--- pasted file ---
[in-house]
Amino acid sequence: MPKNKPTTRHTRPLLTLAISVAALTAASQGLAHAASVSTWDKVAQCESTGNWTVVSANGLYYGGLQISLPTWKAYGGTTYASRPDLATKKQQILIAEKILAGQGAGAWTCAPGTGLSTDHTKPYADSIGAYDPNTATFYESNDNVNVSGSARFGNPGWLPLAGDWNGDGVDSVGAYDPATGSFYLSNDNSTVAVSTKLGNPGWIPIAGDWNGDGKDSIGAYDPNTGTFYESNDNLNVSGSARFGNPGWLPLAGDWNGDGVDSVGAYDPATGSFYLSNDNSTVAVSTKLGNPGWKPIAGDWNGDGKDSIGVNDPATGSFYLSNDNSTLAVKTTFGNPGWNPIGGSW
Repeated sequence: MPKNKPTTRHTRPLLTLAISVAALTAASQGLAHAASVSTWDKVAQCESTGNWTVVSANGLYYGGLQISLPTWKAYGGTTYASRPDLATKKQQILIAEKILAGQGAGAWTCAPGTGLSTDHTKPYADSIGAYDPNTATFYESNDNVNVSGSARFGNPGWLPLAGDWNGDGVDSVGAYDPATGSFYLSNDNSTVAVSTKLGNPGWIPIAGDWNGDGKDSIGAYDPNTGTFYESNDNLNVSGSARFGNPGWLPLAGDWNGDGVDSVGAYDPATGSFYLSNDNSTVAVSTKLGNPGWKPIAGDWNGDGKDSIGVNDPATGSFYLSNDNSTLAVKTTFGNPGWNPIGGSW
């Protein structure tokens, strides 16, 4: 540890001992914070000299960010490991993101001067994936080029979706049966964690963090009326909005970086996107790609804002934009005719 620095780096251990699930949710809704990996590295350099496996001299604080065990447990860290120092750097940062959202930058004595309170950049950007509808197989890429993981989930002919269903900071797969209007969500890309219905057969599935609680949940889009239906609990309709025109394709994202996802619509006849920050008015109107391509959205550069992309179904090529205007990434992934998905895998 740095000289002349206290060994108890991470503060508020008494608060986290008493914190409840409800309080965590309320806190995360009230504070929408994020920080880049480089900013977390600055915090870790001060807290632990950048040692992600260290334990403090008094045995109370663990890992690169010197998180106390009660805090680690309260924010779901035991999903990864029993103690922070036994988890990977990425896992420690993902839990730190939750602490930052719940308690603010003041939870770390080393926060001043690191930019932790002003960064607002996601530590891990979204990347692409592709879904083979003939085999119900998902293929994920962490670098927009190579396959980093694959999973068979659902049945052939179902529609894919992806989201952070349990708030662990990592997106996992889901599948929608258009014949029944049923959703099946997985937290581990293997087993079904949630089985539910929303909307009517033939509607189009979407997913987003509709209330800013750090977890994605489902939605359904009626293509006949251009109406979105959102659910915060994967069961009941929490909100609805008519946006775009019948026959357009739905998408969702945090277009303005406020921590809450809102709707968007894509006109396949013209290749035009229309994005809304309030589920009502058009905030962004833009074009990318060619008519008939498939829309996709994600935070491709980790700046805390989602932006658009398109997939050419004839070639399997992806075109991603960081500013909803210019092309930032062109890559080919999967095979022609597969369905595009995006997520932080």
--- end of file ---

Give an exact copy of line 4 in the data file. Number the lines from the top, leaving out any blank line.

């Protein structure tokens, strides 16, 4: 540890001992914070000299960010490991993101001067994936080029979706049966964690963090009326909005970086996107790609804002934009005719 620095780096251990699930949710809704990996590295350099496996001299604080065990447990860290120092750097940062959202930058004595309170950049950007509808197989890429993981989930002919269903900071797969209007969500890309219905057969599935609680949940889009239906609990309709025109394709994202996802619509006849920050008015109107391509959205550069992309179904090529205007990434992934998905895998 740095000289002349206290060994108890991470503060508020008494608060986290008493914190409840409800309080965590309320806190995360009230504070929408994020920080880049480089900013977390600055915090870790001060807290632990950048040692992600260290334990403090008094045995109370663990890992690169010197998180106390009660805090680690309260924010779901035991999903990864029993103690922070036994988890990977990425896992420690993902839990730190939750602490930052719940308690603010003041939870770390080393926060001043690191930019932790002003960064607002996601530590891990979204990347692409592709879904083979003939085999119900998902293929994920962490670098927009190579396959980093694959999973068979659902049945052939179902529609894919992806989201952070349990708030662990990592997106996992889901599948929608258009014949029944049923959703099946997985937290581990293997087993079904949630089985539910929303909307009517033939509607189009979407997913987003509709209330800013750090977890994605489902939605359904009626293509006949251009109406979105959102659910915060994967069961009941929490909100609805008519946006775009019948026959357009739905998408969702945090277009303005406020921590809450809102709707968007894509006109396949013209290749035009229309994005809304309030589920009502058009905030962004833009074009990318060619008519008939498939829309996709994600935070491709980790700046805390989602932006658009398109997939050419004839070639399997992806075109991603960081500013909803210019092309930032062109890559080919999967095979022609597969369905595009995006997520932080």